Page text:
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We take our tacos kind of seriously around here. Once I was shown that how I had eaten tortillas my entire life was not authentic – and not even good in comparison – things got even more serious. My Puerto Rican friend told me that once a child could see over the stove top, he or she was expected to turn his or her own tortillas – but you never, ever, ever microwave a tortilla. This knowledge has practically changed my life.

HPG how to turn tortillas

Because I have an electric stove top, rather than gas, sometimes I will put foil down.  I am generally prepping tacos for four or more people, so I will use two or more burners at a time. It is important to keep an eye on your tortillas and turn them several times, so they get a little crisp and brown, but not burnt.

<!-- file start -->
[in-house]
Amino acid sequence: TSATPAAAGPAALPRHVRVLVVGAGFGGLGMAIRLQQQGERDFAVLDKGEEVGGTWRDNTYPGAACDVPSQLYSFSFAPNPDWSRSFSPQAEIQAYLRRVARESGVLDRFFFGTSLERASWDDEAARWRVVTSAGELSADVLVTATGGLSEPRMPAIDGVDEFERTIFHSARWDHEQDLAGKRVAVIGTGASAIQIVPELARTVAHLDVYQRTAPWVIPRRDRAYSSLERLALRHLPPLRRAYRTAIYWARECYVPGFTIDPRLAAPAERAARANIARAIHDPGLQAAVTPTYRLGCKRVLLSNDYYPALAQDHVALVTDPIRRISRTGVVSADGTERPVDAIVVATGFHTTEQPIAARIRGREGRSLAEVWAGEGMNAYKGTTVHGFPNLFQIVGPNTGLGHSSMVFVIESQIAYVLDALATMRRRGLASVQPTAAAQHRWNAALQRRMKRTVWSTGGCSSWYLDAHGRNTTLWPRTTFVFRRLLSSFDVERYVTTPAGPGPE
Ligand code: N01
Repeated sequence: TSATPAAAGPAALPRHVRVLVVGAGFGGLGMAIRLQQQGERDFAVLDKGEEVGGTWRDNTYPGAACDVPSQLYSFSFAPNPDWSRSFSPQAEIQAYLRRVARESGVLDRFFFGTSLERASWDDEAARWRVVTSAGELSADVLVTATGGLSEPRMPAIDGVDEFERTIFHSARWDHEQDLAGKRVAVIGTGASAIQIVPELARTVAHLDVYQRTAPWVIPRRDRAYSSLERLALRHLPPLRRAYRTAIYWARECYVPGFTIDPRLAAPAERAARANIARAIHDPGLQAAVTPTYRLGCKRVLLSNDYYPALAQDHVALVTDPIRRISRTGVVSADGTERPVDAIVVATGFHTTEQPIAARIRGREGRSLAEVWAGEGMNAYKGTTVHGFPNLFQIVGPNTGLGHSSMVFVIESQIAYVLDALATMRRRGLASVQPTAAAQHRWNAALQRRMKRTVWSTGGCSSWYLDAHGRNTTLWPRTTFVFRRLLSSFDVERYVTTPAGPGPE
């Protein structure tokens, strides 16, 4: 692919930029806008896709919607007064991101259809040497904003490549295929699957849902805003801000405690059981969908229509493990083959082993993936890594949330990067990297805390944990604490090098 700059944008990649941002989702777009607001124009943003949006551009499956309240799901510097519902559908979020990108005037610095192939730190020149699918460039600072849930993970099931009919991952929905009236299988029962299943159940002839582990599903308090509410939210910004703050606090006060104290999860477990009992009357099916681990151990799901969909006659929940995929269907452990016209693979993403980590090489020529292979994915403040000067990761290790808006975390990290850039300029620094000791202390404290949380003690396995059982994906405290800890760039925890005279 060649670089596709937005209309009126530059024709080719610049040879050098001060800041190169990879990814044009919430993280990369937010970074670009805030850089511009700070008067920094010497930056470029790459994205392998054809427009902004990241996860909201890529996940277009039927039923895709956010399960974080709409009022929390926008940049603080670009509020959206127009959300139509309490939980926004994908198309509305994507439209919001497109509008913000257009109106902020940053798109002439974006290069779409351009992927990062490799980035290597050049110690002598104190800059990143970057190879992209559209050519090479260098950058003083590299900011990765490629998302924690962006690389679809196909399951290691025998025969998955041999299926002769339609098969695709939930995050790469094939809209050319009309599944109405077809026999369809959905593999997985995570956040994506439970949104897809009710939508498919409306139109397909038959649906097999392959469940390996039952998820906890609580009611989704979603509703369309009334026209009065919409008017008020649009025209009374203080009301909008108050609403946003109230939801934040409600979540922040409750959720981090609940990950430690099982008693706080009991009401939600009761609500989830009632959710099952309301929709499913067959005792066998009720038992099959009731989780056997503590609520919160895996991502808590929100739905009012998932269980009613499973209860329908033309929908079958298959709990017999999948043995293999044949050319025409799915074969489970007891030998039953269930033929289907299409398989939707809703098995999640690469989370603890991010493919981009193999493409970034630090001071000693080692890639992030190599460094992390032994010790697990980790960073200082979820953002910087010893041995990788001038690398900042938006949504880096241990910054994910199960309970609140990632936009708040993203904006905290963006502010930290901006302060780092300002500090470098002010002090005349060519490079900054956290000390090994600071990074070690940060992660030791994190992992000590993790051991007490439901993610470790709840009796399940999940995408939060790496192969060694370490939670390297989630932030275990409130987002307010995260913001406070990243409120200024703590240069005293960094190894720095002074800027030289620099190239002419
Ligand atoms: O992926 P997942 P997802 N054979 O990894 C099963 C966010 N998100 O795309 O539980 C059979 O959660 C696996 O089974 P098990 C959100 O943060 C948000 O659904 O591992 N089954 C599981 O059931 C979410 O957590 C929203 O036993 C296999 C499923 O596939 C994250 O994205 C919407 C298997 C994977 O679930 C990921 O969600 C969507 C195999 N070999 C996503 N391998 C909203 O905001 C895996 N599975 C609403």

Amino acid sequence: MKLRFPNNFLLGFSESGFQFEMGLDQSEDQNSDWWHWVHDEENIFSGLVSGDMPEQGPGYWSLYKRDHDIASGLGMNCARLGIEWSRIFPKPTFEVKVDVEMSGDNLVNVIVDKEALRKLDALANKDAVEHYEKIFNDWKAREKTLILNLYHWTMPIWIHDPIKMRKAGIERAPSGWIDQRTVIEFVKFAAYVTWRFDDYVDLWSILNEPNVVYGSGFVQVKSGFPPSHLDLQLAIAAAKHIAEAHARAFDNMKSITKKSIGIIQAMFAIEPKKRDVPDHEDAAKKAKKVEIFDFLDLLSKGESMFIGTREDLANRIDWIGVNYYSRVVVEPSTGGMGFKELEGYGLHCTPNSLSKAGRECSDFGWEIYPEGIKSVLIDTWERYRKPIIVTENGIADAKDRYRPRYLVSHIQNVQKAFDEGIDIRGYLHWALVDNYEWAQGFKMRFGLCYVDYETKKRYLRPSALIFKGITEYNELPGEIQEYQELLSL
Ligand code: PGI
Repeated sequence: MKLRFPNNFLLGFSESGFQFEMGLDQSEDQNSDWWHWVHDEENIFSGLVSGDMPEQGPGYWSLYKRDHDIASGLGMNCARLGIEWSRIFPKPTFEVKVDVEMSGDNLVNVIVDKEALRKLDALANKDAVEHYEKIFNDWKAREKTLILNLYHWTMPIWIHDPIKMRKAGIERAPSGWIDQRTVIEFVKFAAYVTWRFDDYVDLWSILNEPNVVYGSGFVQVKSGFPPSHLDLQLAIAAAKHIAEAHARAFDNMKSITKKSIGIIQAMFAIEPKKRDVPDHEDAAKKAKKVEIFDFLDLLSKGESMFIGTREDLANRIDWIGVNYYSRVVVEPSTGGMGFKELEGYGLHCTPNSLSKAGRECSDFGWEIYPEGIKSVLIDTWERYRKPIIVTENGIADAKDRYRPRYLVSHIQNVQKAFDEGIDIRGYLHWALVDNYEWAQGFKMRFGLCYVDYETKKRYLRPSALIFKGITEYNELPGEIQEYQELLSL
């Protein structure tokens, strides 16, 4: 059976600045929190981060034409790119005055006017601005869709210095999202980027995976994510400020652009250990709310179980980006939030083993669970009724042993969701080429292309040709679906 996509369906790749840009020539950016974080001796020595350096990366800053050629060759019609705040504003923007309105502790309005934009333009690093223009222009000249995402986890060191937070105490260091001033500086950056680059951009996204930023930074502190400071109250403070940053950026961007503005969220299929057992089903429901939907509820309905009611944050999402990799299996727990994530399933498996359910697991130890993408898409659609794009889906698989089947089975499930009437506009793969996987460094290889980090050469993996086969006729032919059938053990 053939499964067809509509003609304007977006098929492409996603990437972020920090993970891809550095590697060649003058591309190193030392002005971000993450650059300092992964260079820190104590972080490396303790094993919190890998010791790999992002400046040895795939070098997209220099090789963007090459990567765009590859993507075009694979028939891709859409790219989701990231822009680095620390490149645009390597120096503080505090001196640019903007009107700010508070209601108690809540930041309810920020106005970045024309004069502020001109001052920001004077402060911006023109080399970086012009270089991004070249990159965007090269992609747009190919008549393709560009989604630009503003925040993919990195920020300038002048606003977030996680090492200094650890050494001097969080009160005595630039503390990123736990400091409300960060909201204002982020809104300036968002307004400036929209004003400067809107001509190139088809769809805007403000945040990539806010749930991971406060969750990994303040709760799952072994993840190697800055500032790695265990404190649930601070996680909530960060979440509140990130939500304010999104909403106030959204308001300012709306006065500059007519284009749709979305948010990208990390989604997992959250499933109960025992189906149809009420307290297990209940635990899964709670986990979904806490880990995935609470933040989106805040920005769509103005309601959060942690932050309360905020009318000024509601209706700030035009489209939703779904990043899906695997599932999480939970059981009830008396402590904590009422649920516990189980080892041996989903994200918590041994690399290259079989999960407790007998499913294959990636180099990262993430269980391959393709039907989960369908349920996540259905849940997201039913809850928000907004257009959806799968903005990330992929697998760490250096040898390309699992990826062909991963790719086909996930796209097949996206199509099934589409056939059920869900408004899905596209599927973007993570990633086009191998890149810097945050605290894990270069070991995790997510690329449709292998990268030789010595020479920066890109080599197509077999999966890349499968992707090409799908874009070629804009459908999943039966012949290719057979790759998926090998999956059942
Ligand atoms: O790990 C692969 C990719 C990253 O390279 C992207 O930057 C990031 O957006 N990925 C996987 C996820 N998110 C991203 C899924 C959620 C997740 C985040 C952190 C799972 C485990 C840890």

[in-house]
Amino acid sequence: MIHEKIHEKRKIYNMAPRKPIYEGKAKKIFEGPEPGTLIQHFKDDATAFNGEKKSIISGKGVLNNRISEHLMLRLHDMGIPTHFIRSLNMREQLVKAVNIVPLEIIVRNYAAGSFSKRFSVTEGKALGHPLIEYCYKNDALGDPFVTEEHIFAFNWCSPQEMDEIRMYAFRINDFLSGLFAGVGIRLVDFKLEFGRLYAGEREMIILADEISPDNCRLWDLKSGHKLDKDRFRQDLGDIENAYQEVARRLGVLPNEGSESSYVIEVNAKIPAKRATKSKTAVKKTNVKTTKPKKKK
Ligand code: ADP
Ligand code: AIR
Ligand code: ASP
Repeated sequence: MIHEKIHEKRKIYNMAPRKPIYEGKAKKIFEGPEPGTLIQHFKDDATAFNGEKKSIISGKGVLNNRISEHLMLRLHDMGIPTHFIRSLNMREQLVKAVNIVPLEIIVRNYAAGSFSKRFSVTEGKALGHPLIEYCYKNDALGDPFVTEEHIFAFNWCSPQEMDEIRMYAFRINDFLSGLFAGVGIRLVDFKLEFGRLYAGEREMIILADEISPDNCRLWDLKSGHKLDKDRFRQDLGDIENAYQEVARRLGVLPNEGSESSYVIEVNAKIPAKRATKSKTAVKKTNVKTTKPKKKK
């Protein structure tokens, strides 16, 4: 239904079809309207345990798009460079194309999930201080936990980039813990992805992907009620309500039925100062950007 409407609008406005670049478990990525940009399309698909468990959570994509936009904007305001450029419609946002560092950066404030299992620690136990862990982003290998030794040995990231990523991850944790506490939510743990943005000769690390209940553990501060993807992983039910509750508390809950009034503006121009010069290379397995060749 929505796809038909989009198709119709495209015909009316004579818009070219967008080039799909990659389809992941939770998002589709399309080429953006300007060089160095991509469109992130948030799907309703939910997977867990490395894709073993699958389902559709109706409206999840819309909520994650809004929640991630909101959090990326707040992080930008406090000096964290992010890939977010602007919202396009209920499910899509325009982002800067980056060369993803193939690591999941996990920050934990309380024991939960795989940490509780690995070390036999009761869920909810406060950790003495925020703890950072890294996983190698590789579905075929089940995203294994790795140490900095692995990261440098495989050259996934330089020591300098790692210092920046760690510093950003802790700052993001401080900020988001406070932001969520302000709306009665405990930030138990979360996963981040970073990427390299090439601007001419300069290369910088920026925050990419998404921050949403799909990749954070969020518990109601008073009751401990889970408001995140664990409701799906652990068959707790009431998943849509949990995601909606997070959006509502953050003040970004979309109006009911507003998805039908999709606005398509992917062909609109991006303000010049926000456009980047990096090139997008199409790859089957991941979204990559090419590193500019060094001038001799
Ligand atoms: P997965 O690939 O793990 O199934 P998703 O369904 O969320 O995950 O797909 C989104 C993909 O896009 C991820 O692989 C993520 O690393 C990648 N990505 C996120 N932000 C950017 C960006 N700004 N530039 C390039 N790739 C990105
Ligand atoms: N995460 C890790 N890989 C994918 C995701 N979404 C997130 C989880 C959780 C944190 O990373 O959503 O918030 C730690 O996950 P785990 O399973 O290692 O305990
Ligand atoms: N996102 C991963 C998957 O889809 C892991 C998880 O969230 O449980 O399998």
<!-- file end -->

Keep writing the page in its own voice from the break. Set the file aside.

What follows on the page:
The only time I have bought a packet of taco seasoning in the last seven years was when I was traveling overseas and did not want to buy all the individual spices. When I mix in my own spices, I know there are no weird preservatives, and I have total control over the flavor and spicy-ness. Taco meat always includes onion, garlic, cumin, cayenne, and paprika. At my house, it often includes cinnamon, oregano, chili powder, and/or cardamom. Spice, stir, simmer, taste, repeat until you find what works for your family. It will take more spice than you anticipate I bet.

HPG more authentic tacosAuthentic toppings are really simply chopped onions, cilantro, and a squeeze of lime (don’t forget the fresh lime!); however, I like to add tomato so our toppings remind me of the Mexican flag. Happy Cinco de Mayo, Amigos!

P.s. If you are not concerned with authentic, I do recommend this recipe for blueberry salsa, which I will be making again this Fourth of July.

HPG Blueberry Salsa